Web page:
I know this is a long and rambling response, but I hope it answers some of your questions, as you seem to be headed down the same road I've taken. BTW I'm on my 4th iteration, using a rich client and socket i/o. I started using the thin client, an approach that I now believe is incorrect.
Anton Golovin
Ranch Hand

Joined: Jul 02, 2004
Posts: 476
I chose the thin client path, and so far, it has worked out ok. The problem arises with such perks as multi-threading, but I have solved all of them so far. There is also inflexibility with thin clients, but I do not export datafile schema to the client at all. I don't know if that is good or bad or neither.
Joakim Eriksson
Greenhorn

Joined: Sep 13, 2004
Posts: 25
Thanks for the input Peter and Anton!

Anyways, here goes (we all like rambling):

I have a threadsafe dataclass that is not strictly a singelton (it can be newed), although if there are multiple instances of it, locking won't work properly atm, so for all purposes it should be used as a singelton.

My problem is this:

I use remote iterators (that is I send only the first say 25) results of a search. by pushing corner buttons under and above the vertical JTable scrollbar you load the next or previous 25 search (query) results etc.

That means that I either have to
store query results server side
or
use an index (TreeMap), sorted the way I want to present query results,
with pointers into this index. Essentially providing all possible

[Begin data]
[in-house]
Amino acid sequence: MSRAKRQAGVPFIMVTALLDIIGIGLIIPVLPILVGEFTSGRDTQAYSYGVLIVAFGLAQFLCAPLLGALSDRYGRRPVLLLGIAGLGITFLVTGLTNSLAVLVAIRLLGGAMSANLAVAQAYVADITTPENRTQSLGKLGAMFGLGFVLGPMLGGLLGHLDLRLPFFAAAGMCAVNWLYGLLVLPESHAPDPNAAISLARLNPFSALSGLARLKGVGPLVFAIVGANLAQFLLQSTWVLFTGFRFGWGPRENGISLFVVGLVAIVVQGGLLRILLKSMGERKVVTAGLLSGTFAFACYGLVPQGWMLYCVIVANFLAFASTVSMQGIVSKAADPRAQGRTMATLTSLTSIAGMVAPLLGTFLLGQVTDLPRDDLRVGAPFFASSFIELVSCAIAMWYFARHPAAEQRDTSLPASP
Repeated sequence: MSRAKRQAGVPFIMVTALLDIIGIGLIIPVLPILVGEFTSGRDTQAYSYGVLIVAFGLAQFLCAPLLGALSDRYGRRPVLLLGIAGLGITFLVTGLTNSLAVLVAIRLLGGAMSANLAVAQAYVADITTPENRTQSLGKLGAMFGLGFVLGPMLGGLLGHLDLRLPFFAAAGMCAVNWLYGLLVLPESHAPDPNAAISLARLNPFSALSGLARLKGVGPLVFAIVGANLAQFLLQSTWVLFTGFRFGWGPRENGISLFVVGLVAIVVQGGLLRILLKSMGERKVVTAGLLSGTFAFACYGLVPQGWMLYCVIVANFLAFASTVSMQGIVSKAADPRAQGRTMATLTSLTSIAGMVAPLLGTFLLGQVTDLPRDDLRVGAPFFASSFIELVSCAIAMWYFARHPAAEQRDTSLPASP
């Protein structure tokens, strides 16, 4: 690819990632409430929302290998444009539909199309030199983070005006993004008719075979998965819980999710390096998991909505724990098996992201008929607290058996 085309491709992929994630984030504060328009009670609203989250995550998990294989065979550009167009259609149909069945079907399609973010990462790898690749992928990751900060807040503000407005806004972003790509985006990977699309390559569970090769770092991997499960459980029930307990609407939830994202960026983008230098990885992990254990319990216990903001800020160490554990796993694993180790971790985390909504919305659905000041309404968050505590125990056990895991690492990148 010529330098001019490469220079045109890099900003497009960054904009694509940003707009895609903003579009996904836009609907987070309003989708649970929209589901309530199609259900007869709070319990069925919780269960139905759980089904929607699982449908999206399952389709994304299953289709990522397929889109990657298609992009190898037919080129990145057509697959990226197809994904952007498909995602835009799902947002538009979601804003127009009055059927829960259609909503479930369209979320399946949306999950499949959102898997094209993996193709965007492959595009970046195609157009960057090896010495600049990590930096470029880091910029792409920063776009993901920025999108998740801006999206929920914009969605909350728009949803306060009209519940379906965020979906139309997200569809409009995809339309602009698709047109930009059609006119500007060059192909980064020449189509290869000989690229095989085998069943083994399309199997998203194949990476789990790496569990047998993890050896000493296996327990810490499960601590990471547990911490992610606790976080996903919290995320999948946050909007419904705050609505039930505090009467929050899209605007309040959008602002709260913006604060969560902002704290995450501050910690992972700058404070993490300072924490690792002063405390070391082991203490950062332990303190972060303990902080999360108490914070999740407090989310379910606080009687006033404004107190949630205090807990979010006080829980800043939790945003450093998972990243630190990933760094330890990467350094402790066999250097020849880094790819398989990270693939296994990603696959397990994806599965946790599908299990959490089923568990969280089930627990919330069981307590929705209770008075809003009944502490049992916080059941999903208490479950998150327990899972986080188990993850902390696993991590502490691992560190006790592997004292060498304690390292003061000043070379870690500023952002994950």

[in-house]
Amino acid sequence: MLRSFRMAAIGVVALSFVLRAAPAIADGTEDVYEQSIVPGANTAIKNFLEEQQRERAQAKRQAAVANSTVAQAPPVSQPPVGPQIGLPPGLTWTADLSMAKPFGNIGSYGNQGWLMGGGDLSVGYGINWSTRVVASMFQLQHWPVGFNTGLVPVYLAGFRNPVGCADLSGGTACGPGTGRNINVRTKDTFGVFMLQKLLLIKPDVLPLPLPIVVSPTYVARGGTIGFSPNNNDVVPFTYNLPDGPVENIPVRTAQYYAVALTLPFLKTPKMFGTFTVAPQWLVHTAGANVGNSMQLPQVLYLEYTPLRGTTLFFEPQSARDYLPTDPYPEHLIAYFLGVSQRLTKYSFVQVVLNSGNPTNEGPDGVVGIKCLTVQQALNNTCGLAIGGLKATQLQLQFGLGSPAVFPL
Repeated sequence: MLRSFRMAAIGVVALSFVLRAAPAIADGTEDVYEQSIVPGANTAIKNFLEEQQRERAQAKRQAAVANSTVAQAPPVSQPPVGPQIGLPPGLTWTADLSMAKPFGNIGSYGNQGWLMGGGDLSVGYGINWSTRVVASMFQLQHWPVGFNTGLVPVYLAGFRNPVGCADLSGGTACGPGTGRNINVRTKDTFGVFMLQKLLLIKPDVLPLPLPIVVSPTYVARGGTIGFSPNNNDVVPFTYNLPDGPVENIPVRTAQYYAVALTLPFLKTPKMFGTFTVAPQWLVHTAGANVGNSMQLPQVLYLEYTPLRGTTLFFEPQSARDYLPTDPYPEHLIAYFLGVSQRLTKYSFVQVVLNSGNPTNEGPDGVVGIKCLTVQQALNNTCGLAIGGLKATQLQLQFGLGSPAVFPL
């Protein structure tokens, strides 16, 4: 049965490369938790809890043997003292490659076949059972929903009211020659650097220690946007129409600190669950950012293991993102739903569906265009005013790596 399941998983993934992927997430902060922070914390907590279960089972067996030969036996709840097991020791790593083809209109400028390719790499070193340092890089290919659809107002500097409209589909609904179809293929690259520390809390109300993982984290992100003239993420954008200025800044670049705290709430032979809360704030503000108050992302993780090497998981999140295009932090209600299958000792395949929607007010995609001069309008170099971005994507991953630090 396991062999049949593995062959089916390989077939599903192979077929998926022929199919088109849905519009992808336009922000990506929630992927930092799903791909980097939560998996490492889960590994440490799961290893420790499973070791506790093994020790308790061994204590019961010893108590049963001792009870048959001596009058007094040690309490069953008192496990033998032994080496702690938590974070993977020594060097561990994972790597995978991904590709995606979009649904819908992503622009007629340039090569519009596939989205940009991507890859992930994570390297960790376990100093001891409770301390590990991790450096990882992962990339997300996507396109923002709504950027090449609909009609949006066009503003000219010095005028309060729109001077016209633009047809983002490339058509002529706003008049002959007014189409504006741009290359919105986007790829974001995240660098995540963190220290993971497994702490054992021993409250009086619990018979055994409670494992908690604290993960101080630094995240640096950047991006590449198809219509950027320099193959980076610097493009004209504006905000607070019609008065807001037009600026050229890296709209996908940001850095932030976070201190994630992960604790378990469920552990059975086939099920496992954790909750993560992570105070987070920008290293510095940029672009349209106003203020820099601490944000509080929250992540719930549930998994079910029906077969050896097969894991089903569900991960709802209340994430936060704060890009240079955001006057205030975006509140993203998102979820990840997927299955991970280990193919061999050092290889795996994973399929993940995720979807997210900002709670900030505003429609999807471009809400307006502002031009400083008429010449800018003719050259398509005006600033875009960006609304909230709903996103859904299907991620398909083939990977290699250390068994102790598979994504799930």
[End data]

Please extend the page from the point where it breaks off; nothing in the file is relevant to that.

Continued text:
queries as submaps of this map.

As searching the data directly from disc (with say 10000) records is pretty slow, I figured I needed the data in memory.
Another option is to store data in new data files on disk.

As I somehow have run into another barrier I might consider this.
The new barrier beeing Memory Usage.
Doh! but each record is only ~190 bytes on file.
Yeah, but it turns out each row when represented as a Value Object in turn containing objects (Date, Money, Integer, String etc) for each column graps a lot more than 190 bytes.
Adding then that I use a LinkedHashMap to store the ValueObjects with Integer(recNo) as key, I reached a whopping 40 MB of memory usage for 10000 records! Adding 100000 records created an outofMemory exception, and my heart fell.
Damn, why can't it just simply work at once!
Reading up it seems that LinkedHashMap uses extra memory (depending partly on loadfactor), and that Objects generally comes with overhead. I don't know the exact workings of memory allocation procedures for an Object on the heap, but possibly the Objects allocated might not be very densly packed (a guess). I'll try out using arrays and primitives also, to measure memory consumption difference, but...
My dilemma is I want them to be objects, so that they can implement Comparable and give my very neat code for auto sorting (see below):



[Andrew: Replaced each tab with four spaces so that it fits on a single horizontal page better]
[ September 15, 2004: Message edited by: Andrew Monkhouse ]
Joakim Eriksson
Greenhorn

Joined: Sep 13, 2004
Posts: 25
Sorry for my terrible layout, interpunctation and spelling.

/J